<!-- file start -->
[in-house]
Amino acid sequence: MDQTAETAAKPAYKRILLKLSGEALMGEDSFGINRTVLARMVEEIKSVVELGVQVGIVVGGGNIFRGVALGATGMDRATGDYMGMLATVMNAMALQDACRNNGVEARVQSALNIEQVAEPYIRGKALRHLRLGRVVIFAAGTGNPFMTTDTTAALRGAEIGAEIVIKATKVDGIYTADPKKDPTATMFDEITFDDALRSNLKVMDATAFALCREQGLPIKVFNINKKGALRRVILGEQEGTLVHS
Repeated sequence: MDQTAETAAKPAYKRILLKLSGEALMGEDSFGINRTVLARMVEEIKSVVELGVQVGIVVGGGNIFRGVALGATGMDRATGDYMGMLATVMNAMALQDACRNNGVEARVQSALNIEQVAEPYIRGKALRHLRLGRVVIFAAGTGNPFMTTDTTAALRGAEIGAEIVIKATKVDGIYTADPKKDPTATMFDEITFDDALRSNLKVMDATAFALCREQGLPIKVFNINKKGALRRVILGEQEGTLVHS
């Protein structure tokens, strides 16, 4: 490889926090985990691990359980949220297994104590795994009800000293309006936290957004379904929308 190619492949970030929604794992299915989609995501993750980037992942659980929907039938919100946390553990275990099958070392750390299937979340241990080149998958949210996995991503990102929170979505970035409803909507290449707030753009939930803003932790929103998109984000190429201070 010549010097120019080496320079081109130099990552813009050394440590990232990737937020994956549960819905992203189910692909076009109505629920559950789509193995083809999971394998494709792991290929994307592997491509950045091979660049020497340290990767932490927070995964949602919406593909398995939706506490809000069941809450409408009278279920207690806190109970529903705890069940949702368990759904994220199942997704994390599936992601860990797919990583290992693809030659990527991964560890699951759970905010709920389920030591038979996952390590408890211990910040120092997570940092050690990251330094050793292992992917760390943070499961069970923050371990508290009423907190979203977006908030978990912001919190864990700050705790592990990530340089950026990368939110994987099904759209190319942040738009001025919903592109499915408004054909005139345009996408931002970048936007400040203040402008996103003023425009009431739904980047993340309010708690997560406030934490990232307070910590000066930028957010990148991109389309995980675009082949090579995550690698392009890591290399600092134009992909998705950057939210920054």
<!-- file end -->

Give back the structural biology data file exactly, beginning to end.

[in-house]
Amino acid sequence: MDQTAETAAKPAYKRILLKLSGEALMGEDSFGINRTVLARMVEEIKSVVELGVQVGIVVGGGNIFRGVALGATGMDRATGDYMGMLATVMNAMALQDACRNNGVEARVQSALNIEQVAEPYIRGKALRHLRLGRVVIFAAGTGNPFMTTDTTAALRGAEIGAEIVIKATKVDGIYTADPKKDPTATMFDEITFDDALRSNLKVMDATAFALCREQGLPIKVFNINKKGALRRVILGEQEGTLVHS
Repeated sequence: MDQTAETAAKPAYKRILLKLSGEALMGEDSFGINRTVLARMVEEIKSVVELGVQVGIVVGGGNIFRGVALGATGMDRATGDYMGMLATVMNAMALQDACRNNGVEARVQSALNIEQVAEPYIRGKALRHLRLGRVVIFAAGTGNPFMTTDTTAALRGAEIGAEIVIKATKVDGIYTADPKKDPTATMFDEITFDDALRSNLKVMDATAFALCREQGLPIKVFNINKKGALRRVILGEQEGTLVHS
């Protein structure tokens, strides 16, 4: 490889926090985990691990359980949220297994104590795994009800000293309006936290957004379904929308 190619492949970030929604794992299915989609995501993750980037992942659980929907039938919100946390553990275990099958070392750390299937979340241990080149998958949210996995991503990102929170979505970035409803909507290449707030753009939930803003932790929103998109984000190429201070 010549010097120019080496320079081109130099990552813009050394440590990232990737937020994956549960819905992203189910692909076009109505629920559950789509193995083809999971394998494709792991290929994307592997491509950045091979660049020497340290990767932490927070995964949602919406593909398995939706506490809000069941809450409408009278279920207690806190109970529903705890069940949702368990759904994220199942997704994390599936992601860990797919990583290992693809030659990527991964560890699951759970905010709920389920030591038979996952390590408890211990910040120092997570940092050690990251330094050793292992992917760390943070499961069970923050371990508290009423907190979203977006908030978990912001919190864990700050705790592990990530340089950026990368939110994987099904759209190319942040738009001025919903592109499915408004054909005139345009996408931002970048936007400040203040402008996103003023425009009431739904980047993340309010708690997560406030934490990232307070910590000066930028957010990148991109389309995980675009082949090579995550690698392009890591290399600092134009992909998705950057939210920054």